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Why TCP Over TCP Is A Bad Idea (inka.de)
100 points by kqr2 on Apr 4, 2011 | hide | past | web | favorite | 26 comments

Learned this the hard way while setting up OpenVPN a few years ago. In the configuration file, there's an option to use TCP as the transport protocol, and being young and naïve, I figured that it was best to have a reliable protocol underpinning my VPN.

What I didn't stop to consider, was that all of the traffic going over the VPN was also TCP, and as such was reliable enough on its own.

Took me a week to figure out why connections would drop randomly, transfers would magically slow down and speed up, and all other forms of network-based mayhem.

Unfortunately it's not always feasible to route UDP properly everywhere. I'm currently using OpenVPN over TCP because the NAT here won't let me punch a hole for UDP, so I can assert that, while not ideal, it works well enough for web browsing assuming you have a good enough internet connection to back it up.

TCP minions is there to solve precisely this problem:


TCP over TCP works well enough as soon as your packet loss is small enough to be within the fast retransmit. As soon as you have to timeout, all bets are off.

Thanks for this link, it's an interesting read. Where can I find out more about this TCP minion? The slides don't mention any external reference and Google only brings me back to this PDF.

Catch up with Jana on twitter @janaiyengar to check if he has more details to share.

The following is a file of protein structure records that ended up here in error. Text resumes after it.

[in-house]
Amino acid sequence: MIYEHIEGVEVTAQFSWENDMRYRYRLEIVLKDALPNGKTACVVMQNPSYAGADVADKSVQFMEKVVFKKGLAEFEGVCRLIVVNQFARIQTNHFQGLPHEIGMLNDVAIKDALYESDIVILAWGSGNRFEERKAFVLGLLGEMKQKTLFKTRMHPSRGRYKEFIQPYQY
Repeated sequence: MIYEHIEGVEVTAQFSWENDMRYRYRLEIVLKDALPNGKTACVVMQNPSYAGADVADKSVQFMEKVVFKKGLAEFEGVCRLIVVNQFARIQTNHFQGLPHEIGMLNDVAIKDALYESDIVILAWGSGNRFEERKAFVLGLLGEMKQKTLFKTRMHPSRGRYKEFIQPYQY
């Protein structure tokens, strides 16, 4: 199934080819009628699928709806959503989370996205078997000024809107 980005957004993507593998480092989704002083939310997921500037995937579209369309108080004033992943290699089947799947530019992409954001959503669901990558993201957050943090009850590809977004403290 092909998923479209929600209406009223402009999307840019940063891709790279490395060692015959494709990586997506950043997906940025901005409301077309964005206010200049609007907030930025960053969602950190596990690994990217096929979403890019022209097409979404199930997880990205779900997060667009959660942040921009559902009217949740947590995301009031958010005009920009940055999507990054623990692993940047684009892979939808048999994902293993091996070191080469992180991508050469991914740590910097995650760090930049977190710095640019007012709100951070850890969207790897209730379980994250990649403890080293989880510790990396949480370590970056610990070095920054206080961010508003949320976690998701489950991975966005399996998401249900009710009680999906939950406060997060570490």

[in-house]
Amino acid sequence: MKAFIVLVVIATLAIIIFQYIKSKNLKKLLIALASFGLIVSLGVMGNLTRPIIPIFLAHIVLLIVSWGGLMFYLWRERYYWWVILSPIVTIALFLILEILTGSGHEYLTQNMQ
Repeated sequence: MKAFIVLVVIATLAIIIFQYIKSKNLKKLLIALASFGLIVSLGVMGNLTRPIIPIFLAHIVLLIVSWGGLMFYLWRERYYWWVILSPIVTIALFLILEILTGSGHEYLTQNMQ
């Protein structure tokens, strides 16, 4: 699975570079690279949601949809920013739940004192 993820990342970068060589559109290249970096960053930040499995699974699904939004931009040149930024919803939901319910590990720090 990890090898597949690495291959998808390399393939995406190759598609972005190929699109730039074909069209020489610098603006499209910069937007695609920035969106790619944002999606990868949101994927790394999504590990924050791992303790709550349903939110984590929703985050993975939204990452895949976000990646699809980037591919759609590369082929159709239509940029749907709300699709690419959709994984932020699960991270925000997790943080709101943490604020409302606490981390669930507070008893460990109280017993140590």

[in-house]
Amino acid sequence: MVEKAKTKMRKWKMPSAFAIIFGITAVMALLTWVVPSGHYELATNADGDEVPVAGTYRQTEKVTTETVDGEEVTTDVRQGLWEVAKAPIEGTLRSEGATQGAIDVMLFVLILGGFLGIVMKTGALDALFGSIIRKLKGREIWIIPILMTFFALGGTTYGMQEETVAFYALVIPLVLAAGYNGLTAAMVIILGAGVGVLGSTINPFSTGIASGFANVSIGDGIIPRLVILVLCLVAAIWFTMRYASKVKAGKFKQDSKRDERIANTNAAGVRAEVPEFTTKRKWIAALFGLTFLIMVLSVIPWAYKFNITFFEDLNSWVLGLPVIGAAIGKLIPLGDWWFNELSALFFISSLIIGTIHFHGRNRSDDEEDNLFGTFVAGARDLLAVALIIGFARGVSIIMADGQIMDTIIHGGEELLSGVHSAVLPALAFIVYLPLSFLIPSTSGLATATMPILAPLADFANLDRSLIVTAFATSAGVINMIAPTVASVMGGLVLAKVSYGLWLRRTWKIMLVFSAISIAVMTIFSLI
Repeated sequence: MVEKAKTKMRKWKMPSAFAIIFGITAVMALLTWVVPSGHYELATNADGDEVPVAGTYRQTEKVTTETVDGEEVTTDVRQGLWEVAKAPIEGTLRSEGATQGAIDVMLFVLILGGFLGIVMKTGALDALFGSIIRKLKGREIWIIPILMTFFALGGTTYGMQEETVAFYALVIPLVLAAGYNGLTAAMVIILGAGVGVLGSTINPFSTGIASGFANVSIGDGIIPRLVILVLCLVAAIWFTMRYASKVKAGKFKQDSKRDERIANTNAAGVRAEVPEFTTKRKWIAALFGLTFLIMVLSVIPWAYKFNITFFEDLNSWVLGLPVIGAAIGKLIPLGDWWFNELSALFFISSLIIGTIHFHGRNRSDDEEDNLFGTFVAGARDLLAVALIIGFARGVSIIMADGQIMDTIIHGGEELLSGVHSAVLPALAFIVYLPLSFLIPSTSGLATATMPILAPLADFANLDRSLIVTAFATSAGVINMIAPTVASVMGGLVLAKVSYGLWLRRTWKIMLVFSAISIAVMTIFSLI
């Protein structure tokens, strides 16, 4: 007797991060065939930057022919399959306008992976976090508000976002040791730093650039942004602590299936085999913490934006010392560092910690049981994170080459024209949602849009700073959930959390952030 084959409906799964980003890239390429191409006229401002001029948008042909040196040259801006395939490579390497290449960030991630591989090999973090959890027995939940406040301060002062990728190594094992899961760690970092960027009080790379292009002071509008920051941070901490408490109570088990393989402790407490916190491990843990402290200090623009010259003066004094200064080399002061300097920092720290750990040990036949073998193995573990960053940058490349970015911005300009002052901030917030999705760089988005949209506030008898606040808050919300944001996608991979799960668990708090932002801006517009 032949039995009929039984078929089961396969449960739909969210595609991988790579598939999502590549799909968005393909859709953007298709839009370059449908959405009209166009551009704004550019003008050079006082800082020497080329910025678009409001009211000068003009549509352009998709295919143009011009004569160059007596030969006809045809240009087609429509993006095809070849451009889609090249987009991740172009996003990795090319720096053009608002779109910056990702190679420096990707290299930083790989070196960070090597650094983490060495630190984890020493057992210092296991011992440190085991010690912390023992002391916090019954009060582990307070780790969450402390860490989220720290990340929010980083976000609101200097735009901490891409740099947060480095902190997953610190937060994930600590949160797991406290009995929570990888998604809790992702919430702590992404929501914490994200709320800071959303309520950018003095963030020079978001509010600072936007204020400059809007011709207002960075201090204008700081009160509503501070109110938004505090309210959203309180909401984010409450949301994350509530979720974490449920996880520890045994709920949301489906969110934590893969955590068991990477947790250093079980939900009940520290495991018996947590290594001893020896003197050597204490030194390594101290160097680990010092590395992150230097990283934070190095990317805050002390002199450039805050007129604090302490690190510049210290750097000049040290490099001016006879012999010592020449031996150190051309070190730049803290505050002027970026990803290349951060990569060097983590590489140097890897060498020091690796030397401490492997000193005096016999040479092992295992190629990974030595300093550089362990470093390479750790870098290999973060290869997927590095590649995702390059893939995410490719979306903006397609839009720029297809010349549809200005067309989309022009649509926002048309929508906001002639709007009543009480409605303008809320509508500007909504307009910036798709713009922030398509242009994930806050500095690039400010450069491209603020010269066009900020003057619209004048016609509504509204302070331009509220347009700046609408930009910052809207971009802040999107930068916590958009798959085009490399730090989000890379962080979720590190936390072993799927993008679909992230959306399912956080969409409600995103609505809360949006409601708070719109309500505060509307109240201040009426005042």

I think having minions is a great idea to get the networking out of (TCP|UDP) ghetto.

Interesting. I've been using OpenVPN in this mode for years, without issue.

Similar to why TCP over any medium subject to packet loss for reasons other than contention is a bad idea... say random radio noise on wireless. You'll end up with TCP slowing down to a crawl trying to correct for what it was designed for - contention, when it's really just random loss - so the best move would be to just keep going.

Doesn't wifi include retransmission (at the media layer!) for this very reason? (Yes, it's ugly.)

Contrast that with wired ethernet that includes retransmission in media layer as a solution to congestion (the retransmission algorithm works only for congestion and other causes of packet loss on wired ethernet ar insignificant).

Good point.

Interestingly enough, in the opposite direction. ICQ chose to do their protocol over UDP, but basically re-implemented TCP into their protocol.

In the old days (I'm thinking using the Miranda client especially) you could disable this confirmation though. Made sending messages very fast, but you never knew _for sure_ that your recipient got them.

Alas poor ICQ, it was so fantastic (it's how I met my wife)

That isn't surprising or at all uncommon.

Unfortunately, I think this is fundamentally how 3G works, isn't it?

Wich is why carriers around the world are all melting down as soon as their customers start using the 3G service they're paying for. And somehow the "network experts" at AT&T (or in my case, Vodafone) never learned from the exact same issues when the whole world was tunneling tcp over ppp/slip back in the late '80s...

At least as relating to WCDMA/UMTS, I don't think it's technically TCP over TCP.